Ovarian Cancer: Early Detection Is Up To You

Ovarian cancer is unique. Unlike many types of cancer, there is no annual screening to promote early detection. Instead, recognizing symptoms and knowing your risks are the best defense. There is a common misconception that a pap test screens for ovarian cancer; however this is not the case, it only tests for cervical cancer.

All women have some level of risk when it comes to ovarian cancer. In Georgia alone, it is estimated that hundreds of woman are diagnosed with ovarian cancer every year and the mortality rate continues to be nearly 50 percent. 

While ovarian cancer is certainly one of the scariest cancers, when it is detected early (stage 1) the average five-year survival rate is nearly 90 percent. Early detection plays a huge role in making ovarian cancer treatable and the good news is, you can play an integral part in it. By taking a proactive stance and knowing the risk factors, the signs and symptoms, as well as eating a low-fat diet you are reducing your overall risk.

While there are multiple risk factors that can increase your risk of ovarian cancer; these are some of the most important to know:
  • Hereditary Tendency: For those that have the breast cancer genes, BRCA1 and BRCA2, you are more likely to develop ovarian cancer. Overall, roughly 20 to 25 percent of all ovarian cancer diagnoses are the result of genetics.
  • Lynch Syndrome: Also a genetic tendency, this inherited disorder is caused by hereditary nonpolyposis colorectal cancer (HNPCC), which increases the risk of developing ovarian cancer by nearly 10 percent.
  • Family History: Even without an inherited genetic mutation, women with a first-degree relative with ovarian cancer are more likely to develop it.
  • Reproductive History: Research suggests that there is a relationship between a woman’s reproductive history and her risk of developing ovarian cancer, these include: starting menstruation before age 12, has not given birth to any children and/or is infertile, had her first child after age 30, has experienced menopause after age 50, or has never used or taken oral contraceptives.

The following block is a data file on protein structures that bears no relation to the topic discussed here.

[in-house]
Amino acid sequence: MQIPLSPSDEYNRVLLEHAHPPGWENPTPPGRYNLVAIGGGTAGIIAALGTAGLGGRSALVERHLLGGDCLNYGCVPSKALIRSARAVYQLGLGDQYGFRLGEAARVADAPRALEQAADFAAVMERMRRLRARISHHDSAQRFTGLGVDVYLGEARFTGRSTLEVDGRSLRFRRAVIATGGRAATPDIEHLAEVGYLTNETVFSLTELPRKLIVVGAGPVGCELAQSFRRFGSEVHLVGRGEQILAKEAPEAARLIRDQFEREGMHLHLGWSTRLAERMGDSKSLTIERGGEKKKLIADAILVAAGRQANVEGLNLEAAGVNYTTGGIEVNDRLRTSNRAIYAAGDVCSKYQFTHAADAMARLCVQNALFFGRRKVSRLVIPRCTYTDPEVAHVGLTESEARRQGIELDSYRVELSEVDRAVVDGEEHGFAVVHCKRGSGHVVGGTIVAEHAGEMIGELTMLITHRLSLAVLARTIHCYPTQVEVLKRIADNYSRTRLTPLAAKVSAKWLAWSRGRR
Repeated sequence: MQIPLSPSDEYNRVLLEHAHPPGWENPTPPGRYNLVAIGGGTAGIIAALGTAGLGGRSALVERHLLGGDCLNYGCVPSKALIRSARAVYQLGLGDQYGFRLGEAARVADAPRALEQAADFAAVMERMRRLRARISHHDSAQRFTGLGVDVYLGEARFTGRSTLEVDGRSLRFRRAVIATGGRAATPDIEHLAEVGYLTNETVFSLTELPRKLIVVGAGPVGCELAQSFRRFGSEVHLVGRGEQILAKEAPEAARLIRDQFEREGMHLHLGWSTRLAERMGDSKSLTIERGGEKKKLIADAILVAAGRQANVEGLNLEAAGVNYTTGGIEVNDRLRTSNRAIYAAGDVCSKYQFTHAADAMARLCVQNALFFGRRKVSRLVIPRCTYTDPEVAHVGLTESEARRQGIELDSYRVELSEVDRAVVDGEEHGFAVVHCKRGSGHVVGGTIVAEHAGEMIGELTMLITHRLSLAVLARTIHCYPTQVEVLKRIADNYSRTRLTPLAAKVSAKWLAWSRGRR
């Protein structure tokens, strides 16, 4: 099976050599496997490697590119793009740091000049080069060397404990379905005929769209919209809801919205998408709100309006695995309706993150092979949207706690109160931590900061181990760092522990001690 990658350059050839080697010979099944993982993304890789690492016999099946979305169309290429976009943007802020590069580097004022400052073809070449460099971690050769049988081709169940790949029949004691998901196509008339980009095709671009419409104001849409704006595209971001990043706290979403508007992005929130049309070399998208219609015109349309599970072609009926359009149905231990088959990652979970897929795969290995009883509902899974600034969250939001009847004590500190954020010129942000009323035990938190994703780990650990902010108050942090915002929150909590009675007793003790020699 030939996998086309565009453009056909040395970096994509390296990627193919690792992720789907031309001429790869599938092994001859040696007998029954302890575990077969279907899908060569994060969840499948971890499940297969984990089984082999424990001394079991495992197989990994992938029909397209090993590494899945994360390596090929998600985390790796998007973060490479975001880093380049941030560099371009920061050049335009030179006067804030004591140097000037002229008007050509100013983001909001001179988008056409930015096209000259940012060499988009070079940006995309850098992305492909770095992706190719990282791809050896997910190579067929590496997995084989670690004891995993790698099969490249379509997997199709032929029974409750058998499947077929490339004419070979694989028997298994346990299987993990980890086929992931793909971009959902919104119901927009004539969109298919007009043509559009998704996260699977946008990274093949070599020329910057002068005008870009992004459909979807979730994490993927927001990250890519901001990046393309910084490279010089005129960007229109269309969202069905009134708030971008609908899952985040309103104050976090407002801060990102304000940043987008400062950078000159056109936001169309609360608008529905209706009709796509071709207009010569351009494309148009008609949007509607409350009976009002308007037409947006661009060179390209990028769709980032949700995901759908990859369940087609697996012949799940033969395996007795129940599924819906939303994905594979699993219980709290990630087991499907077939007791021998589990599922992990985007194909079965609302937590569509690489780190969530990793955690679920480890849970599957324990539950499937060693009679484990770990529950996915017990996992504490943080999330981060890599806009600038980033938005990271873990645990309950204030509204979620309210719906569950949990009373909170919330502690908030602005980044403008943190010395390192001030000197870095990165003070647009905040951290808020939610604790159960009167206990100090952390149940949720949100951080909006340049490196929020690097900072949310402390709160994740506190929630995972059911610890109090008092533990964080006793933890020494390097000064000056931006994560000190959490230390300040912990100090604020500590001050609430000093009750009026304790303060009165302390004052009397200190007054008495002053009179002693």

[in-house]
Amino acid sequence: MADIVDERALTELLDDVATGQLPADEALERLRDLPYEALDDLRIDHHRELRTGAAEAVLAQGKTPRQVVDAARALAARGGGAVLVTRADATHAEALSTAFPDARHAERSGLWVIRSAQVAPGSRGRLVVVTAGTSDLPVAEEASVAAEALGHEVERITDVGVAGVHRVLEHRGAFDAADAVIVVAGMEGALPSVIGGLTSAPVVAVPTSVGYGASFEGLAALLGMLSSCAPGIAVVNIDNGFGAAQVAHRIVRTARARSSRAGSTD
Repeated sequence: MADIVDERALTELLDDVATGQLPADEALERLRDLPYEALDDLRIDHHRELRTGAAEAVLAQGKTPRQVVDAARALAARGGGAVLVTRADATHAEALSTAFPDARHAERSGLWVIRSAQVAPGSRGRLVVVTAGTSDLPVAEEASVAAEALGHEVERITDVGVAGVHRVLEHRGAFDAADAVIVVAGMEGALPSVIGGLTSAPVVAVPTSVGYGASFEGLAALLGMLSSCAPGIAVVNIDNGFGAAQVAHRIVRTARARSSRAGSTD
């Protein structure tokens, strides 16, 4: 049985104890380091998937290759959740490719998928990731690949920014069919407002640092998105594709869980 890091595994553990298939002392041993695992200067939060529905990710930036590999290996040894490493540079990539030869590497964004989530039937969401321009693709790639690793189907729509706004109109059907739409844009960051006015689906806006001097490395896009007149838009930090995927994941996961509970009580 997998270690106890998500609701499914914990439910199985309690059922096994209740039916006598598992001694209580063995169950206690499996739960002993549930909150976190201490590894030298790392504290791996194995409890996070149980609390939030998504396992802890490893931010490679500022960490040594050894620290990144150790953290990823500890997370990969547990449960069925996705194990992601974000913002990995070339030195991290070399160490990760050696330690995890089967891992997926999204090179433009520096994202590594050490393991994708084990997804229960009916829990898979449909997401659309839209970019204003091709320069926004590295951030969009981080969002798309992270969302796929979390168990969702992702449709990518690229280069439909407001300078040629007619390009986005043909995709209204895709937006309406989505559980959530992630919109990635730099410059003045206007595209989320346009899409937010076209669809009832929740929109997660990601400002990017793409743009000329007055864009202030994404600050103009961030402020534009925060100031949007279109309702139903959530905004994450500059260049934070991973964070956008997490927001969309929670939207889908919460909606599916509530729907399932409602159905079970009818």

• Increased Age: As women age, they are at a higher risk of developing ovarian cancer, regardless of other risk factors. Woman ages 55-64 are at the highest risk.
  • Obesity: Being overweight can increase your risk of multiple cancers and disease, ovarian cancer being one of them. 
Unfortunately, ovarian cancer is known by many as the silent killer because many women don’t experience any noticeable symptoms. In fact, many of the symptoms may seem like the result of average, everyday conditions. On top of that, symptoms are their most noticeable once the cancer has spread outside of the ovary; however, if any of these symptoms are irregular for you or persist for longer than a week, talk with your physician
  • Indigestion, heartburn, nausea, or gas
  • Belly swelling or discomfort
  • Pelvic pain or cramping
  • Bloating or a sense of fullness, especially after eating
  • Backache
  • Pain or burning during urination (with no infection)
  • Diarrhea or constipation
  • Fatigue
  • Loss of appetite or unintentional weight loss or gain
  • Vaginal bleeding or irregular periods
  • Pain during intercourse

Remember, by taking action, you can either rule out ovarian cancer, or get the treatment you need as early as possible. Talk with your physician about your medical history and the options you have for testing and diagnostics if you notice any changes or persistent symptoms. In the event that you do need specialized care for ovarian cancer, the Center for Cancer Care at Gwinnett Medical Center will provide care from the area’s top oncologists, radiologists and cancer treatment experts. Our specialists will ensure you receive the most thorough and compassionate care possible at every stage of the healing process. 


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